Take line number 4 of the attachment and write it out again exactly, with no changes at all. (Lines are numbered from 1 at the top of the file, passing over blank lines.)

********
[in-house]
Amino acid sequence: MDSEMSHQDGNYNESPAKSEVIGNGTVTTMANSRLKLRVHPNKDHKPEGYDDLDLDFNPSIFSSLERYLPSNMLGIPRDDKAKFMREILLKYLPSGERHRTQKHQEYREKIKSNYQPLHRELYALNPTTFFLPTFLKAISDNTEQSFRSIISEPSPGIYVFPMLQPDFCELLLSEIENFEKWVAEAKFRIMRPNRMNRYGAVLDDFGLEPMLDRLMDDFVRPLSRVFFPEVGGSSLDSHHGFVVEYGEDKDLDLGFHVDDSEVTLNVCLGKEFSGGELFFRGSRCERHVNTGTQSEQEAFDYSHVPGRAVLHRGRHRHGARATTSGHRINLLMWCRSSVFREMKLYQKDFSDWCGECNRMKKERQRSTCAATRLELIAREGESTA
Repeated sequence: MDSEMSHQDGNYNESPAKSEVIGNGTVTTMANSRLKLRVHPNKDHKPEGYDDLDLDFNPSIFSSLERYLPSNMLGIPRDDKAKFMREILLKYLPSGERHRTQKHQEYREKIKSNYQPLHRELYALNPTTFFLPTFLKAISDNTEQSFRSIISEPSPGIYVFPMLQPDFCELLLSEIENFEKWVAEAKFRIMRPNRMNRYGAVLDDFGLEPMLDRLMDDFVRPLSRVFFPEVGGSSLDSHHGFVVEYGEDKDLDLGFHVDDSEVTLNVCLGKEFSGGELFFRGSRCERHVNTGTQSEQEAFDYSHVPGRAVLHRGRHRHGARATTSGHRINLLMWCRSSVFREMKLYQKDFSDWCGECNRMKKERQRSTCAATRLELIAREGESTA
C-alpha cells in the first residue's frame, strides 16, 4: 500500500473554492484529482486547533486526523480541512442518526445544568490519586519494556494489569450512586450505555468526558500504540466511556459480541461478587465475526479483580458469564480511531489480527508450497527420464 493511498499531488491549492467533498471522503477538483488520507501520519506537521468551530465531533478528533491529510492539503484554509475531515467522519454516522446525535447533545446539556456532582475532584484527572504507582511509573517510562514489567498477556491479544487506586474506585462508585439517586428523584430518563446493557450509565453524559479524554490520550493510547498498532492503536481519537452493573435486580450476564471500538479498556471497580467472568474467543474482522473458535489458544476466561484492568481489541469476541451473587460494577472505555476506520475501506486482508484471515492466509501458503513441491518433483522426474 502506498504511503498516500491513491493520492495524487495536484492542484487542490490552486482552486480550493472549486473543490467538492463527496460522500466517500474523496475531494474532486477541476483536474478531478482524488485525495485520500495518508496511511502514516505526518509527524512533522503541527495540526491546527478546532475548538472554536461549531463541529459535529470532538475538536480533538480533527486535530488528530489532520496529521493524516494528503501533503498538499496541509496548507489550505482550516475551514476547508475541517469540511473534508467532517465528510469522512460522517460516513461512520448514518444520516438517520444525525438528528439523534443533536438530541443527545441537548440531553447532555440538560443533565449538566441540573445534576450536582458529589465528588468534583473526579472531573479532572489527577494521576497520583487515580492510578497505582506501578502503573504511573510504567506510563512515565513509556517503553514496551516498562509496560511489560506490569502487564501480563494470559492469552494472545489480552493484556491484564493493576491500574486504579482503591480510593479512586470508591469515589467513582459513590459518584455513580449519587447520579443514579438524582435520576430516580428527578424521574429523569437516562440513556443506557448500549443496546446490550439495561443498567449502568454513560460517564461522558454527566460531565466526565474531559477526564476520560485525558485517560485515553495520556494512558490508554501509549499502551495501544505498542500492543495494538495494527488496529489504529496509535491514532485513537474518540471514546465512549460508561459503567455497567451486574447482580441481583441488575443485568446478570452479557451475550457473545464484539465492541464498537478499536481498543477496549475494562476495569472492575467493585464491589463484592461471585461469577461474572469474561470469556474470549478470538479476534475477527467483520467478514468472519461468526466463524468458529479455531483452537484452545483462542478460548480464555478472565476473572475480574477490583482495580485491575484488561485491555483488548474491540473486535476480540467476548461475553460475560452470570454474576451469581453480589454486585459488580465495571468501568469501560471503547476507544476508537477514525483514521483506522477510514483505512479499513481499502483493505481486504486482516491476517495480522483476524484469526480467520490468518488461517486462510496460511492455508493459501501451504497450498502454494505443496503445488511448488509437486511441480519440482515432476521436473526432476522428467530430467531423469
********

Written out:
C-alpha cells in the first residue's frame, strides 16, 4: 500500500473554492484529482486547533486526523480541512442518526445544568490519586519494556494489569450512586450505555468526558500504540466511556459480541461478587465475526479483580458469564480511531489480527508450497527420464 493511498499531488491549492467533498471522503477538483488520507501520519506537521468551530465531533478528533491529510492539503484554509475531515467522519454516522446525535447533545446539556456532582475532584484527572504507582511509573517510562514489567498477556491479544487506586474506585462508585439517586428523584430518563446493557450509565453524559479524554490520550493510547498498532492503536481519537452493573435486580450476564471500538479498556471497580467472568474467543474482522473458535489458544476466561484492568481489541469476541451473587460494577472505555476506520475501506486482508484471515492466509501458503513441491518433483522426474 502506498504511503498516500491513491493520492495524487495536484492542484487542490490552486482552486480550493472549486473543490467538492463527496460522500466517500474523496475531494474532486477541476483536474478531478482524488485525495485520500495518508496511511502514516505526518509527524512533522503541527495540526491546527478546532475548538472554536461549531463541529459535529470532538475538536480533538480533527486535530488528530489532520496529521493524516494528503501533503498538499496541509496548507489550505482550516475551514476547508475541517469540511473534508467532517465528510469522512460522517460516513461512520448514518444520516438517520444525525438528528439523534443533536438530541443527545441537548440531553447532555440538560443533565449538566441540573445534576450536582458529589465528588468534583473526579472531573479532572489527577494521576497520583487515580492510578497505582506501578502503573504511573510504567506510563512515565513509556517503553514496551516498562509496560511489560506490569502487564501480563494470559492469552494472545489480552493484556491484564493493576491500574486504579482503591480510593479512586470508591469515589467513582459513590459518584455513580449519587447520579443514579438524582435520576430516580428527578424521574429523569437516562440513556443506557448500549443496546446490550439495561443498567449502568454513560460517564461522558454527566460531565466526565474531559477526564476520560485525558485517560485515553495520556494512558490508554501509549499502551495501544505498542500492543495494538495494527488496529489504529496509535491514532485513537474518540471514546465512549460508561459503567455497567451486574447482580441481583441488575443485568446478570452479557451475550457473545464484539465492541464498537478499536481498543477496549475494562476495569472492575467493585464491589463484592461471585461469577461474572469474561470469556474470549478470538479476534475477527467483520467478514468472519461468526466463524468458529479455531483452537484452545483462542478460548480464555478472565476473572475480574477490583482495580485491575484488561485491555483488548474491540473486535476480540467476548461475553460475560452470570454474576451469581453480589454486585459488580465495571468501568469501560471503547476507544476508537477514525483514521483506522477510514483505512479499513481499502483493505481486504486482516491476517495480522483476524484469526480467520490468518488461517486462510496460511492455508493459501501451504497450498502454494505443496503445488511448488509437486511441480519440482515432476521436473526432476522428467530430467531423469